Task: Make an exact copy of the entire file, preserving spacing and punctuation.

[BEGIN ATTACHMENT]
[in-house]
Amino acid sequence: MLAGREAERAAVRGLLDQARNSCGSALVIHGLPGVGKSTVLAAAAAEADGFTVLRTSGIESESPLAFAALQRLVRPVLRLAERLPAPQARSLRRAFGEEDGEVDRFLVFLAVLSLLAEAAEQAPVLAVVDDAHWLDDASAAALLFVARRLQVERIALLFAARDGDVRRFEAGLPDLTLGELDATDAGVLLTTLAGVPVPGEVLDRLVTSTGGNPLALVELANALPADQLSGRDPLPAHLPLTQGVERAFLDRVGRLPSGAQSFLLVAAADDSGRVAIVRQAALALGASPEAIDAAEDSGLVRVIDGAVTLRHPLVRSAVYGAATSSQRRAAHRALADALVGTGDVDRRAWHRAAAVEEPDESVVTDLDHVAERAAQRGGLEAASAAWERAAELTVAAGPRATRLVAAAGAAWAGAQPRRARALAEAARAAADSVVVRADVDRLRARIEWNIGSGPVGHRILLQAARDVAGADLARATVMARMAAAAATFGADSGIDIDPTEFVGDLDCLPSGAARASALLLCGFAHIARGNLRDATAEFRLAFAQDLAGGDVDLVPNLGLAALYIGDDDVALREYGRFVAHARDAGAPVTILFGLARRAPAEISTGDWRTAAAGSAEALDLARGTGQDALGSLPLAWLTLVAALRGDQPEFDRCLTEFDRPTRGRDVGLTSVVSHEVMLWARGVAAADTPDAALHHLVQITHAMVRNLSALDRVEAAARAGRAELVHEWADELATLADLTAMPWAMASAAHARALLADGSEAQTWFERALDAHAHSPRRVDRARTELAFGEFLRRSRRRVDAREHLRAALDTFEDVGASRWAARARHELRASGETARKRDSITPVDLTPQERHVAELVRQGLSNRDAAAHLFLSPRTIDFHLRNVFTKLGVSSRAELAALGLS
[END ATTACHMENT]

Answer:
[in-house]
Amino acid sequence: MLAGREAERAAVRGLLDQARNSCGSALVIHGLPGVGKSTVLAAAAAEADGFTVLRTSGIESESPLAFAALQRLVRPVLRLAERLPAPQARSLRRAFGEEDGEVDRFLVFLAVLSLLAEAAEQAPVLAVVDDAHWLDDASAAALLFVARRLQVERIALLFAARDGDVRRFEAGLPDLTLGELDATDAGVLLTTLAGVPVPGEVLDRLVTSTGGNPLALVELANALPADQLSGRDPLPAHLPLTQGVERAFLDRVGRLPSGAQSFLLVAAADDSGRVAIVRQAALALGASPEAIDAAEDSGLVRVIDGAVTLRHPLVRSAVYGAATSSQRRAAHRALADALVGTGDVDRRAWHRAAAVEEPDESVVTDLDHVAERAAQRGGLEAASAAWERAAELTVAAGPRATRLVAAAGAAWAGAQPRRARALAEAARAAADSVVVRADVDRLRARIEWNIGSGPVGHRILLQAARDVAGADLARATVMARMAAAAATFGADSGIDIDPTEFVGDLDCLPSGAARASALLLCGFAHIARGNLRDATAEFRLAFAQDLAGGDVDLVPNLGLAALYIGDDDVALREYGRFVAHARDAGAPVTILFGLARRAPAEISTGDWRTAAAGSAEALDLARGTGQDALGSLPLAWLTLVAALRGDQPEFDRCLTEFDRPTRGRDVGLTSVVSHEVMLWARGVAAADTPDAALHHLVQITHAMVRNLSALDRVEAAARAGRAELVHEWADELATLADLTAMPWAMASAAHARALLADGSEAQTWFERALDAHAHSPRRVDRARTELAFGEFLRRSRRRVDAREHLRAALDTFEDVGASRWAARARHELRASGETARKRDSITPVDLTPQERHVAELVRQGLSNRDAAAHLFLSPRTIDFHLRNVFTKLGVSSRAELAALGLS